Evaluation of the Cell Performance and Load Cycle Durability for Membrane Electrode Assemblies Using Pt/Nb-SnO2 Cathode Catalyst Layers with Various Ionomer Contents

Tuesday, 3 October 2017
Prince George's Exhibit Hall D/E (Gaylord National Resort and Convention Center)
R. Kobayashi, K. Kakinuma, A. Iiyama, and M. Uchida (Fuel Cell Nanomaterials Center, University of Yamanashi)
Pt or PtCo alloys supported on carbon (Pt/C or PtCo/C) are commonly used as cathode catalysts for polymer electrolyte fuel cells (PEFCs). The carbon support degrades at high potential and during startup/shutdown (SU/SD) cycles. The degradation leads to the aggregation and detachment of Pt and decreases the cell performance. We synthesized a non-carbon support, Nb-doped tin oxide (Nb-SnO2), which has a fused aggregate network structure, by use of a flame oxide synthesis method, and loaded the Pt catalyst on the Nb-SnO2 support (Pt/Nb-SnO2) by use of a colloidal method. The Pt/Nb-SnO2 catalyst has high activity for the oxygen reduction reaction and high durability versus the SU/SD process compared with Pt supported on graphitized carbon black (Pt/GCB).1-4 In this research, we evaluated the cell performance and load cycle durability for membrane electrode assemblies (MEAs) using Pt/Nb-SnO2 cathode catalyst layers (CL) with various ionomer contents.

The Brunauer-Emmett-Teller (BET) surface area of the Nb-SnO2 support was 228 m2 cm-3. The Pt loading amount of the Pt/Nb-SnO2 cathode was 0.05 mg cm-2. The cell performances were evaluated under H2/air at 80% RH and 80 ℃. The cell durability was evaluated by use of simulated load cycling with potential steps (0.6~1.0 V vs. RHE; holding time, 3 s at each potential), which was developed by the Fuel Cell Commercialization Conference of Japan (FCCJ). The ionomer contents (ionomer/support volume ratio, I/S) of the each cathode CL were varied as follows: 0.12, 0.24, 0.45 and 0.67. We also evaluated the cathode CL using Pt/GCB (I/S = 0.7, optimized ratio; BET surface area of GCB, 325 m2 cm-3) as a reference. The Pt particle sizes and the cross-sectional images of the MEA before cycling and after 50,000 cycles of simulated load cycling were analyzed by use of scanning transmission electron microscopy (STEM, HD2700, Hitachi High Technologies Co.).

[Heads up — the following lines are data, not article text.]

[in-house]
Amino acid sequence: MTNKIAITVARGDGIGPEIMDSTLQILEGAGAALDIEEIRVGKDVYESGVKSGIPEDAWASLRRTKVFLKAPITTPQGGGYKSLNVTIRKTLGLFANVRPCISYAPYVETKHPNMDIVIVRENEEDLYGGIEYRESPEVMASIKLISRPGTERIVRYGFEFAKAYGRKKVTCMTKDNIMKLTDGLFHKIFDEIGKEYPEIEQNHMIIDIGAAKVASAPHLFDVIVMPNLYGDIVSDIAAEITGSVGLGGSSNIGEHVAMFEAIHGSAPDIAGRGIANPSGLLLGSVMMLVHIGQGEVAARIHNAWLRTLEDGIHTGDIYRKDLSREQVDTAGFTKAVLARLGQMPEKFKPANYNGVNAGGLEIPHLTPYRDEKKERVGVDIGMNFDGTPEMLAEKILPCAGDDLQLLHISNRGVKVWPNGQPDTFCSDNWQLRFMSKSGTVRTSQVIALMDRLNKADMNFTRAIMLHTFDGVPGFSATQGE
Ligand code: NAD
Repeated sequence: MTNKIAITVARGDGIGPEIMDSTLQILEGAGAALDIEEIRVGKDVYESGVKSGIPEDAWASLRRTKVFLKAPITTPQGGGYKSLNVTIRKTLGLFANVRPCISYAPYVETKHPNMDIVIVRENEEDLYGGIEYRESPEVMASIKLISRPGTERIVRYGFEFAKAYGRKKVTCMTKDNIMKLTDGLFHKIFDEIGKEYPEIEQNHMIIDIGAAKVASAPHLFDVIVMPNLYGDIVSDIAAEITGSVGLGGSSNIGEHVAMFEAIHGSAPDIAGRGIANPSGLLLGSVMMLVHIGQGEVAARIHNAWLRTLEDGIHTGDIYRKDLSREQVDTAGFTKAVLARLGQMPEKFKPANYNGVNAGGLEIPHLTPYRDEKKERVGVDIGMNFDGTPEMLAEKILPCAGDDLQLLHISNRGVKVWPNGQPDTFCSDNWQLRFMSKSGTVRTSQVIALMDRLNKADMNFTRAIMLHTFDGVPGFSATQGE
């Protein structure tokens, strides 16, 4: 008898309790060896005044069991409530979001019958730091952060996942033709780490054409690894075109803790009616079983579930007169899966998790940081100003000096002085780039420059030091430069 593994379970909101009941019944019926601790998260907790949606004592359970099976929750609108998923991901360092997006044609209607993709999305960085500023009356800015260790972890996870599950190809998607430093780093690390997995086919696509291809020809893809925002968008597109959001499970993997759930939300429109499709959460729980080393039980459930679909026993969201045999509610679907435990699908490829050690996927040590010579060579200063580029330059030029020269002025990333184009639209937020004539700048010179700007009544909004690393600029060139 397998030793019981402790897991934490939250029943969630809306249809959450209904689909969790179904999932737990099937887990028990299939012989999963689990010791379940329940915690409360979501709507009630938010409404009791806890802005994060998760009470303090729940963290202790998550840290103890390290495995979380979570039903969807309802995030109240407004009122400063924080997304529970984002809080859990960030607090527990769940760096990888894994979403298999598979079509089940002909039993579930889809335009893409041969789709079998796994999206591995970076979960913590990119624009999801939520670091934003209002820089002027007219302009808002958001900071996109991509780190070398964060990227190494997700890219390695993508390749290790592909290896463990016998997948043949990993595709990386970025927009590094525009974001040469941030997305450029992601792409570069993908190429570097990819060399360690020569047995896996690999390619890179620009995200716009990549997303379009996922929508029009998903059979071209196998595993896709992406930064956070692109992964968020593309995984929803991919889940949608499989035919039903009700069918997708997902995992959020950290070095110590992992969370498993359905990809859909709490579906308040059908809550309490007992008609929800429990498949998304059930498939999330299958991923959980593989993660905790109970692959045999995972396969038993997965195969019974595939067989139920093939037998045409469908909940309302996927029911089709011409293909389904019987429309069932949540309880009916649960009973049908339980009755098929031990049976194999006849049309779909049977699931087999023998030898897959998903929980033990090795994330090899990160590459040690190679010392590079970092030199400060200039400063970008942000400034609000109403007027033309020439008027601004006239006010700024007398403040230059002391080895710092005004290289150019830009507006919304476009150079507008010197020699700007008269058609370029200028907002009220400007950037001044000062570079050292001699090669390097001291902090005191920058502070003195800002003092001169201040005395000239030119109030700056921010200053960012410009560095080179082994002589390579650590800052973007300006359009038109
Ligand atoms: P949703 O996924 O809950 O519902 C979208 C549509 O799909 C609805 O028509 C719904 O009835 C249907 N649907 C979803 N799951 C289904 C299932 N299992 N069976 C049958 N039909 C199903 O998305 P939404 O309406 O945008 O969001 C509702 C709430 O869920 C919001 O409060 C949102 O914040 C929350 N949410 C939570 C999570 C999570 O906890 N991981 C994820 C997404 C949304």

The initial cell performances and those after 50,000 simulated load cycles are shown in Fig. 1. The initial mass activity at 0.80 V (Fig. 2) and current density at 0.60 V (Fig. 3) improved with decreasing I/S and reached a maximum at I/S = 0.12. The optimized I/S for Pt/Nb-SnO2 was quite different from that for Pt/GCB. The electrochemical surface area of Pt on Nb-SnO2 was much higher than that on GCB. The images of transmission electron microscopy with low acceleration voltage indicated that the Nafion ionomer was uniformly covered on the surface of Pt/Nb-SnO2 in comparison with that on Pt/GCB. The results suggested that the optimum value of I/S varies with both hydrophilicity and surface area of the support.

After 50,000 load cycles, the current density for the cell using the Pt/Nb-SnO2 cathode CL (I/S = 0.12) at 0.60 V was 2.5 times higher than that for Pt/GCB (I/S = 0.7), as shown in Fig. 1. The Pt particles on the Nb-SnO2 cathode CL after the 50,000 cycles maintained their high dispersion, while those on GCB became aggregated. It was detected from the STEM images that the orientations of the Pt particles were arranged according to those of the Nb-SnO2. The strong chemical bonding would mitigate the migration of Pt particles and would prevent the degradation of the Pt/Nb-SnO2. Moreover, no Pt band was observed in the membrane after the load cycling in the MEA using the Pt/Nb-SnO2 cathode, while a band was observed in the MEA using Pt/GCB (I/S = 0.7). These results also suggest that the differences of surface properties between Nb-SnO2 and GCB would affect the Pt dissolution, prevent the formation of Pt bands in the membrane, and would also contribute to the improvement of the durability.

This work was supported by funds for the “SPer-FC” project of the New Energy and Industrial Technology Development Organization (NEDO) of Japan.


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(4) Y. Chino, K. Kakinuma, D.A. Tryk, M. Watanabe, M. Uchida J.Electrochem.Soc. 163 (2016) F97.